Courchevel – in the Heart of the Largest Ski Area in the World

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Courchevel – in the Heart of the Largest Ski Area in the World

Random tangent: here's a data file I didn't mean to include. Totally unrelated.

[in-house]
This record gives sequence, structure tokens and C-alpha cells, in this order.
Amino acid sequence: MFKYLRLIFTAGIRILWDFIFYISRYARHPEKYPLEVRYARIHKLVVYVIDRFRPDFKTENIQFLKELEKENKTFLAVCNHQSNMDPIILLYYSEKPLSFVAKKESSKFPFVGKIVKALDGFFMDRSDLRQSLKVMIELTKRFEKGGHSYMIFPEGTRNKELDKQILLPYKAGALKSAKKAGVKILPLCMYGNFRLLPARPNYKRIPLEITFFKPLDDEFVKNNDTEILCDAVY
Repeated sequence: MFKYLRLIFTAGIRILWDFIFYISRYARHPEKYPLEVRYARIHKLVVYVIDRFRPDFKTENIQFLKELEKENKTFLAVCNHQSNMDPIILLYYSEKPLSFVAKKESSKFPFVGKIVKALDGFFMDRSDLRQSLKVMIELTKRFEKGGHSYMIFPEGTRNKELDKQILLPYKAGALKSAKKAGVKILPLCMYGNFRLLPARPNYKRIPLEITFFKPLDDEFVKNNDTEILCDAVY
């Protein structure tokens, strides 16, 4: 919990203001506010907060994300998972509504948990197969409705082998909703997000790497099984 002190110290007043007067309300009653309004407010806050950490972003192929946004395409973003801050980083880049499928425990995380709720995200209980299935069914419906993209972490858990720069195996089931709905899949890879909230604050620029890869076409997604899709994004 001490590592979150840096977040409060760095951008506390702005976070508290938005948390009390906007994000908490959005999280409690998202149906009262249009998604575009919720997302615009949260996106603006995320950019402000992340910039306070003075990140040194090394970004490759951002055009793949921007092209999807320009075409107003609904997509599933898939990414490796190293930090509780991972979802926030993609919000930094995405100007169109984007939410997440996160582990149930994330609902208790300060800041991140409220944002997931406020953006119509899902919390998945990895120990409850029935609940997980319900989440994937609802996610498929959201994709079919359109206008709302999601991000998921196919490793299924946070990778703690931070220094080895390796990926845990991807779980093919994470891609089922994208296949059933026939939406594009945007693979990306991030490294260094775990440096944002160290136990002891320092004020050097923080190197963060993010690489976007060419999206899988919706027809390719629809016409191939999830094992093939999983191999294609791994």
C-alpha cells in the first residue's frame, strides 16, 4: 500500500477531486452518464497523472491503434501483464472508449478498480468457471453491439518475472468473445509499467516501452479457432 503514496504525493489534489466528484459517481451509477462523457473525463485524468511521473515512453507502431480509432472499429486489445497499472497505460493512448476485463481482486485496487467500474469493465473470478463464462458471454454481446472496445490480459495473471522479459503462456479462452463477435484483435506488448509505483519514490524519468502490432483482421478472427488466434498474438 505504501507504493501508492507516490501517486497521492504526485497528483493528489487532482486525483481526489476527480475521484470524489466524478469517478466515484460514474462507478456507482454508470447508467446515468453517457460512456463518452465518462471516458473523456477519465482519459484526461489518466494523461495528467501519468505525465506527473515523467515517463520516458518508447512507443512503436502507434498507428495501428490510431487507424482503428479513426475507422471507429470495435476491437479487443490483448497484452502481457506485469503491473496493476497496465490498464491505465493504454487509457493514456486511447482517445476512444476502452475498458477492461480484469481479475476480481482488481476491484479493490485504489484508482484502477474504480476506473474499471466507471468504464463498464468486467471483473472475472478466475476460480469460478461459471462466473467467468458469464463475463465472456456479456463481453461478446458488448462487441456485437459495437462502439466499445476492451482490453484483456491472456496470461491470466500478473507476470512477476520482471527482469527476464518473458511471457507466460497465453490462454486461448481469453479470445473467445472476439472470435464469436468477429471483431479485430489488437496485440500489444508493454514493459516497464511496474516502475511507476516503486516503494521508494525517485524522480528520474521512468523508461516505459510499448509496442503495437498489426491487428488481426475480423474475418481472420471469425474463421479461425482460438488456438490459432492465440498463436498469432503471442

Often referred to as the best European ski resort, Courchevel is the most eastern resort of Les Trois Vallées or The Three Valleys, the largest skiing area in the world. If taking the fast train (TGV) from Paris, you won’t need more then 4,5 h to Moutiers Salins Brides Les Bains from where you can reach Courchevel by bus within an hour. Four villages Courchavel is the first French ski resort, which was not built around an existing settlement, but literally in the middle of nowhere. It actually consists of four villages – Courchevel Le Praz, Courchevel 1550, Courchevel 1650 and the most famous Courchevel 1850. Upon arriving we learned that the numbers beside the names indicate the altitude of each village in meters, except Courchevel 1850, whose altitude is actually “only” 1747 meters. The village took over the name from Jardin Alpin (1850 m), in order to compete with the rival ski resort Val d’Isere. Luckily there is a free bus service running between all the four villages so we could easily access a variety of bars, restaurants, shops and other après-ski activities. The fancy 1850 The largest and the most expensive, Courchevel 1850, is packed with 5 or even 6 star hotels with Michelin awarded restaurants that most can only dream of staying at, but if you haven’t been there you cannot really say you’ve been to Courchevel. Each year the so-called “winter playground” for the rich and famous attracts some well known names, and royal blood. You might bump into Prince William and Kate Middleton, King of Morocco, Saudi Arabia’s royal family, David and Victoria Beckham, Christina Aquilera or George Clooney. However, we didn’t meet any of them on this trip. Nevertheless, Courchevel can accommodate around 30,000 guests, not all of which are millionaires.  So we discovered resort’s lower levels which are more affordable, but still impressive and much more authentic. Le Praz or ‘Courchevel 1300’ is a traditional Alpine village, small, quiet, but atmospheric.  Courchevel 1550 and 1650 are more lively with plenty of bars, shops and restaurants. No matter where you sleep the good thing is that 90 percent of the accommodation give direct access to the slopes. Ski slopes Les Trois Vallées, which beside Courchevele include Meribel, Les Menuires and Val Thorens, offer more than 600 km of ski slopes with amazing views. The Three Valleys are located at an altitude from 1300 m to 3230 m with 85% of the slopes above 1800 m. Ski passes are correspondingly expensive. We took half-day passes and hit the slopes at noon. Here you can be really sure that you won’t spent your afternoon waiting in line, but actually skiing, even at the busiest of times thanks to the efficient and fast chairlifts and gondolas systems. Ski extremists can choose among 100 red and 30 black slopes, some of them are considered the most difficult in the world. We can only confirm that.  Whether being a beginner or a pro, you can also discover skiing at night with just the light of a torch and with no other noise than the gliding of your skis across the snow and the crackling of the flame. Après-ski Even if you have never stood on skis before and have no desire to do so, you won’t be bored in Courchevel. We experienced some serious thrills at the longest sledge slope in France. The 2 km-long sledge run with its 300 m difference in altitude from start to finish with an average incline of 15% is located on the edge of the Tovets piste in Courchevel 1850 and ends in Courchevel 1550. A bit less exciting, but still a lot of fun is ice skating and hiking. We were gliding across the ice at the Forum Olympic ice rink, discovered the surrounding hiking trails through woods and found some peace and quite time in the nature. Not to mention the views on the three valleys – amazing. We were learning more about the history, archeology and ethnography of the Savoy region at Musée Savoisien, we visited the house of Jean-Jacques Rousseau which now hosts a literary museum called Musée des Charmettes. It has kept its Savoyard style and retained a romantic charm and atmosphere of the eighteenth century. Those less interested in literature and history among us visited Musée de l’opinel and found out how the famous opinel pocket knifes are made and what’s their history. The best time to visit the ski resort might be the pre-christmas time when Courchavel lights up in festive colors and hosts a lovely Christmas market and a lot of magical events, like crazy ski shows for example. No trip to Courchevel wouldn’t be complete without trying some of the delicious local specialties.  The region is known for its brandy called Génépis and white wine – vin de Savoie, which is best served with local specialties such as raclette and tartiflette. This cheese based delicacies are the best way to gather strength for the next day’s ski tour.
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